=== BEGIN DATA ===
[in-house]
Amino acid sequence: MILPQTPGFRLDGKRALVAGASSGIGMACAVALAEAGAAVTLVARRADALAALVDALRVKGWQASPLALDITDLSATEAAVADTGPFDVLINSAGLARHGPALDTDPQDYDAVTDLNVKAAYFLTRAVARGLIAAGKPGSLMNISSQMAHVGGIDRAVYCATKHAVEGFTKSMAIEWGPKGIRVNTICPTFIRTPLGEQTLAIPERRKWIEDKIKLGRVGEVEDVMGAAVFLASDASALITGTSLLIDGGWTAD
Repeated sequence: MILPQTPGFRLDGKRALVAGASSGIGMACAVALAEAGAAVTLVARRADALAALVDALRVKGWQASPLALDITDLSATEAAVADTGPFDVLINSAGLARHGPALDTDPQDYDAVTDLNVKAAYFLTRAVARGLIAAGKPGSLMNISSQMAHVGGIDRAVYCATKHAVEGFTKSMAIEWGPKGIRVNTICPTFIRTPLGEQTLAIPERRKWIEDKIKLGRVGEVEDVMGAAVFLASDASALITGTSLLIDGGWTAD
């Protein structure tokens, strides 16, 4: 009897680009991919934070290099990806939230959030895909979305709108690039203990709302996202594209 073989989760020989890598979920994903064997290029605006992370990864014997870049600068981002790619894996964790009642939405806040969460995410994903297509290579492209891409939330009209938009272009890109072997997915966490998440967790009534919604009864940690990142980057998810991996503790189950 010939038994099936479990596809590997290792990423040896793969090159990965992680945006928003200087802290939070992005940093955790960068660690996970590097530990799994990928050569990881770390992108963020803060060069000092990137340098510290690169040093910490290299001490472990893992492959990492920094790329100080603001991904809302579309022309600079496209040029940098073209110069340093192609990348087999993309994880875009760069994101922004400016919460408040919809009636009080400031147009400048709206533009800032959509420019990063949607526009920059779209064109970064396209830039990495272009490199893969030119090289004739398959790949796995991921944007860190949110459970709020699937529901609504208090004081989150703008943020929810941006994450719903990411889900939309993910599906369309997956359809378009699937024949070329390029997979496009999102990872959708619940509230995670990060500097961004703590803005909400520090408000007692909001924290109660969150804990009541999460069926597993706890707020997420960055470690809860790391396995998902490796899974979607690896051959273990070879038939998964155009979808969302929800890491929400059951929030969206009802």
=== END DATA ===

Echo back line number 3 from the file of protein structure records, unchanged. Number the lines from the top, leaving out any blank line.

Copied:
Repeated sequence: MILPQTPGFRLDGKRALVAGASSGIGMACAVALAEAGAAVTLVARRADALAALVDALRVKGWQASPLALDITDLSATEAAVADTGPFDVLINSAGLARHGPALDTDPQDYDAVTDLNVKAAYFLTRAVARGLIAAGKPGSLMNISSQMAHVGGIDRAVYCATKHAVEGFTKSMAIEWGPKGIRVNTICPTFIRTPLGEQTLAIPERRKWIEDKIKLGRVGEVEDVMGAAVFLASDASALITGTSLLIDGGWTAD